Necklace Design Ideas

Necklace Ideas from Stringing Magazine 

When I flip through a beading magazine, I'm not only looking for beautiful pieces of jewelry, but I'm also looking for ideas and inspiration. What unusual techniques or materials can I adapt for my own designs? It might be a certain color combination, an unusual bead, a design trick, or anything that makes me pause and say, "Wow!"

When I saw the new online projects from Stringing magazine, I thought it'd be fun to move beyond "How pretty!" and see what design ideas I could pluck from several projects. Below are my thoughts–I'd love to know yours!


Summer Bouquet by Nina Cooper

  • More is better: A single satin cord is pretty; multiple strands of cords in bright colors are stunning.
  • Contrasting textures: The smooth satin cords provide contrast against the textured metal pendant.
  • Focus: Don't let the focal point get lost in the clutter. Keep it simple and clean.

Autumn's Last Vine by Pam and Angie Thien

  • Don't follow the crowd: Silver was an overwhelming favorite in a recent poll–choosing a different metal (like rose gold) is one way to stand out.
  • Use an unusual clasp: The clasp literally–and figuratively–holds the necklace together. A beautiful necklace can be ruined by a ho-hum clasp.

Swallow by Sheila Thornton

  • Follow a theme: This necklace contains several "bird" elements–even the labradorite marquise beads echo the idea of wings with their shape.
  • Use neutral colors: I enjoy playing with colors, so the subtle tones of this piece made me take a second look.
  • Start with the focal bead: I have no idea where Sheila started in her design process, but one of the easiest technique for me is to find a fabulous focal bead first (like this one from Anne Choi) and design a necklace around it.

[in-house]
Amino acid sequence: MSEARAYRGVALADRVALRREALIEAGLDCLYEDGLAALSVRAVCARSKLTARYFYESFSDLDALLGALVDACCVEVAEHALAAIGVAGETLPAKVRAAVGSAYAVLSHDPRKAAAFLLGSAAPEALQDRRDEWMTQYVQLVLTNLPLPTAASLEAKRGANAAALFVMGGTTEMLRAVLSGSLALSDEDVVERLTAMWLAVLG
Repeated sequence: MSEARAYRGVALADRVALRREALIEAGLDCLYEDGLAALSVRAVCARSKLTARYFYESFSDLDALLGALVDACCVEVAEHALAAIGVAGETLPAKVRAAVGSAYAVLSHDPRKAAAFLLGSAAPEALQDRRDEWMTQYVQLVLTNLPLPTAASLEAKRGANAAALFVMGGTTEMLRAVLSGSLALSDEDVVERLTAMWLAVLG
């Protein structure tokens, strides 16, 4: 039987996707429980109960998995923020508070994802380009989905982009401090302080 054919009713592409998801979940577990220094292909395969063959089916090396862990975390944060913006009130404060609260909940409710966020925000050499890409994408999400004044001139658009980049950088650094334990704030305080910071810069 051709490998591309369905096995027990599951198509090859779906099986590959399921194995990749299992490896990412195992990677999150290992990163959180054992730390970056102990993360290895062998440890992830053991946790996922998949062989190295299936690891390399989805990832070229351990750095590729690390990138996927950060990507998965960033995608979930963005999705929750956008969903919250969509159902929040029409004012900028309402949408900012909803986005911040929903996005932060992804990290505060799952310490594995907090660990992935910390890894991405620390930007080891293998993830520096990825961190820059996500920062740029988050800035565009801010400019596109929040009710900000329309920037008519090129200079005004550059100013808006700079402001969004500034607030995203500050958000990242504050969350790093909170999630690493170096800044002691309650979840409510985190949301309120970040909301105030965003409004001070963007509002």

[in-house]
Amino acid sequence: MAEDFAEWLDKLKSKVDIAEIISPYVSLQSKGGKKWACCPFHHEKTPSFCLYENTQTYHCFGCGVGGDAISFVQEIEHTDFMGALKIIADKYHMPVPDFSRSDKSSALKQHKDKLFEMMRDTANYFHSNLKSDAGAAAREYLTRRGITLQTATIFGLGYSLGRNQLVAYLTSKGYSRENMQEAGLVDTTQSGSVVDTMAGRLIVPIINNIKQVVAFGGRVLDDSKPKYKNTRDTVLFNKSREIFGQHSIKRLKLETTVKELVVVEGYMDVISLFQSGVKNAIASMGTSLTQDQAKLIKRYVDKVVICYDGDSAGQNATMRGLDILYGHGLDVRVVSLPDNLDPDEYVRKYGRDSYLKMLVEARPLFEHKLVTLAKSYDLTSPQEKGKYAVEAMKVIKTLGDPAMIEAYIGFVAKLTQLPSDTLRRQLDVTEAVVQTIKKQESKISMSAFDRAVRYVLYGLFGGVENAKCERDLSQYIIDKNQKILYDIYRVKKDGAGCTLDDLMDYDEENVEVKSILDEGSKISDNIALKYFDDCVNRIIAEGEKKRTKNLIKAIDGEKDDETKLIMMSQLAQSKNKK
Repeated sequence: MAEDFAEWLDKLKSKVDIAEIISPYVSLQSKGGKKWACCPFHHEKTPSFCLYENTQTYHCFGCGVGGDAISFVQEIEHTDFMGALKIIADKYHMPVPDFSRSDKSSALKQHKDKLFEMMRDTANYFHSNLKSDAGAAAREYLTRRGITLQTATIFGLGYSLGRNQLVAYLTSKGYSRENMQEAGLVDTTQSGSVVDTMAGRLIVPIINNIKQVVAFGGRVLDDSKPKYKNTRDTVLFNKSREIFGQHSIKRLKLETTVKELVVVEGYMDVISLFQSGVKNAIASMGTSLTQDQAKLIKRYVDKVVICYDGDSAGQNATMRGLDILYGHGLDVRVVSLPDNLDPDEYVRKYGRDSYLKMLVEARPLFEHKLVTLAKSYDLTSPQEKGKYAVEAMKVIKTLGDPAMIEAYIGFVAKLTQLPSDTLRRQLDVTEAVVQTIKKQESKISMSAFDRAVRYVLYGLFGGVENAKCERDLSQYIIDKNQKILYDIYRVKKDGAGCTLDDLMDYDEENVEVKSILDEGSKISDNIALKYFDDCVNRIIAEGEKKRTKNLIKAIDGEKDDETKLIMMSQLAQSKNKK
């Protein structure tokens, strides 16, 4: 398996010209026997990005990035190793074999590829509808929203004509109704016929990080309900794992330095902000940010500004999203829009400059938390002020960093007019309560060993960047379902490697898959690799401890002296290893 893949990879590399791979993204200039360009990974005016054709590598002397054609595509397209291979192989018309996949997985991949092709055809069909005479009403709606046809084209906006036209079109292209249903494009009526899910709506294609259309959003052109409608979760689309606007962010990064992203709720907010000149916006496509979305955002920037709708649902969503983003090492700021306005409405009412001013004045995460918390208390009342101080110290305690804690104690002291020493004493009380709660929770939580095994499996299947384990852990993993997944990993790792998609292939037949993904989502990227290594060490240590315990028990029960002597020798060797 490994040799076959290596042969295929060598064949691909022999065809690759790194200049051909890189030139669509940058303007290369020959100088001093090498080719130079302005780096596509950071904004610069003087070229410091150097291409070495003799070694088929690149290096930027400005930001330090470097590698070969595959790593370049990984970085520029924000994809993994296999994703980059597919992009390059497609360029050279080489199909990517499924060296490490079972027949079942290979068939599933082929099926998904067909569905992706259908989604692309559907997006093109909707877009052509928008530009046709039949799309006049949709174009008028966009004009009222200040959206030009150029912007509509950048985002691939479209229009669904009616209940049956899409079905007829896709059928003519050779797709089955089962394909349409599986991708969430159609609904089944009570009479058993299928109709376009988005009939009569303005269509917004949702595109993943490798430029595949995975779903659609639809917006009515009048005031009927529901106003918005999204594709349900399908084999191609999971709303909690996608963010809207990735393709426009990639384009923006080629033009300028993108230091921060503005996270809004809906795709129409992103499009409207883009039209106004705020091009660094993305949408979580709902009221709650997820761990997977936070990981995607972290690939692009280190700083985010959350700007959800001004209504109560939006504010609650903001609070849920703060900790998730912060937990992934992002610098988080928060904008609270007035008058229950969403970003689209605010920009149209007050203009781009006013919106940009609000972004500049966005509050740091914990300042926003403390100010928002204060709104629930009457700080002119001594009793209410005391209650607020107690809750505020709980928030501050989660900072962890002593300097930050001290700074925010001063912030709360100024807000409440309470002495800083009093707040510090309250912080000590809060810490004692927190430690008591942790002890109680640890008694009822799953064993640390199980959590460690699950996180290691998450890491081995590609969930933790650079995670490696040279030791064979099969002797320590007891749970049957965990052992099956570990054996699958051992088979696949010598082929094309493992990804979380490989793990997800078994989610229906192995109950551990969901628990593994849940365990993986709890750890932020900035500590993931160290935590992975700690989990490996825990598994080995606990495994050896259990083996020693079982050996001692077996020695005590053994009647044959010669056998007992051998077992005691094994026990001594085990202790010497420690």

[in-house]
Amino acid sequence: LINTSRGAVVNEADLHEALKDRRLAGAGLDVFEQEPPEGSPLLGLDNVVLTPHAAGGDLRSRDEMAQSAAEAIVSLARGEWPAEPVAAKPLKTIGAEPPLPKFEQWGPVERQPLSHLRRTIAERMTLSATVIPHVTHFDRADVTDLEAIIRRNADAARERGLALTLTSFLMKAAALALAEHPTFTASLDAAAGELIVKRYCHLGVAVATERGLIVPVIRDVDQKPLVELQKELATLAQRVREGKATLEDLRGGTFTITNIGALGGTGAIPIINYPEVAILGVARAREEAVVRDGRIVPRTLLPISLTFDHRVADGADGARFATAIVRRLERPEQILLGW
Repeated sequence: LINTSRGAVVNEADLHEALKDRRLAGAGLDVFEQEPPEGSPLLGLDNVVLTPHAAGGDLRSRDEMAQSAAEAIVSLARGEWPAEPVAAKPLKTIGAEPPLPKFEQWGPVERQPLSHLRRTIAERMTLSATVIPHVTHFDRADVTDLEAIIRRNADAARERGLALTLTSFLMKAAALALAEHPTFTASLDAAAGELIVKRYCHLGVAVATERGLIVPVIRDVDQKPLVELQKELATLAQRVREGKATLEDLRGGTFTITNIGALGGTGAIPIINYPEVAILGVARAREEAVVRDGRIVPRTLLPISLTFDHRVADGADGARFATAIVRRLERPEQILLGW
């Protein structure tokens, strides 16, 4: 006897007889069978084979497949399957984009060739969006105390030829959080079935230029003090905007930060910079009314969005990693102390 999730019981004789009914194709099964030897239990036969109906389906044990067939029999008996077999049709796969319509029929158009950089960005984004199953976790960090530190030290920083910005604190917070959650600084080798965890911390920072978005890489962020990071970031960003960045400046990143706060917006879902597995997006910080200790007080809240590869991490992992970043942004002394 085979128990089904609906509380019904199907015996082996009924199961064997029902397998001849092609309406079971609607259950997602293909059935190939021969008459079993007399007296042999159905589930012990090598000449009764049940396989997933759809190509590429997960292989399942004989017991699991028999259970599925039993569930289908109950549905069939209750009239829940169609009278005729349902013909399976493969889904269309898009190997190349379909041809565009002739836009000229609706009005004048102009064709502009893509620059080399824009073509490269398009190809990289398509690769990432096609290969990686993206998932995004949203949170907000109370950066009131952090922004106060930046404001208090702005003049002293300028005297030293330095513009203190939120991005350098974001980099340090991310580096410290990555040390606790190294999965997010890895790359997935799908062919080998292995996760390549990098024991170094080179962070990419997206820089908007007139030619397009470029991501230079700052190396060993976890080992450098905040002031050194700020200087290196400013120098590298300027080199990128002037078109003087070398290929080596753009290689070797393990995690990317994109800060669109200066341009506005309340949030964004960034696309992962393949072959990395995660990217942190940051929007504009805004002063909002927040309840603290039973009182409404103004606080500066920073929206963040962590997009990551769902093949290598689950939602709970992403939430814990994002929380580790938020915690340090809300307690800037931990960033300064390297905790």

Constellations by Linda Herd

  • Shape it up: Why limit yourself to a typical flat strand of beads?
  • Follow the bead less traveled: While these are technically silver tubes and not bugle beads (bugle beads are glass), the shape is the same. When was the last time you saw a necklace featuring that bead shape?
  • Make it adjustable: By adding extra loops for the toggle clasp, it's possible to adjust this necklace from sixteen inches to twenty. That increases the number of opportunities to show off this necklace!

Antique Jewelry Tip

One of my favorite projects in this issue of Stringing, Bohemian Rhapsody by Denise Yezbak Moore, features an antique brooch as a pedant. She used a wrapped loop on each side of the pendant to attach it to the necklace. She advises:

"You do not need to remove the pin on the back of the brooch. That way, you can keep it in one piece and potentially preserve its value."

I love this idea! I have several ornate pins sitting in my jewelry box. I've seen many places that advise cutting them apart for projects and I just wasn't willing to do that. Now I know I have other options. As a jewelry designer, nothing makes me happier than having more options!

Coming This Week: I'll share tips for the bead embroidery ornament by Amy Clarke Moore, plus Melanie Brooks Lukacs will give us the insider view on how she turns a lump of clay into a beautiful bead.

Michelle Mach is the editor of Beading Daily. She made two necklaces over the weekend. With both, the design tip she followed was this: Just because an element (like a clasp) is traditionally used a certain way does not mean that you need to use it that way!

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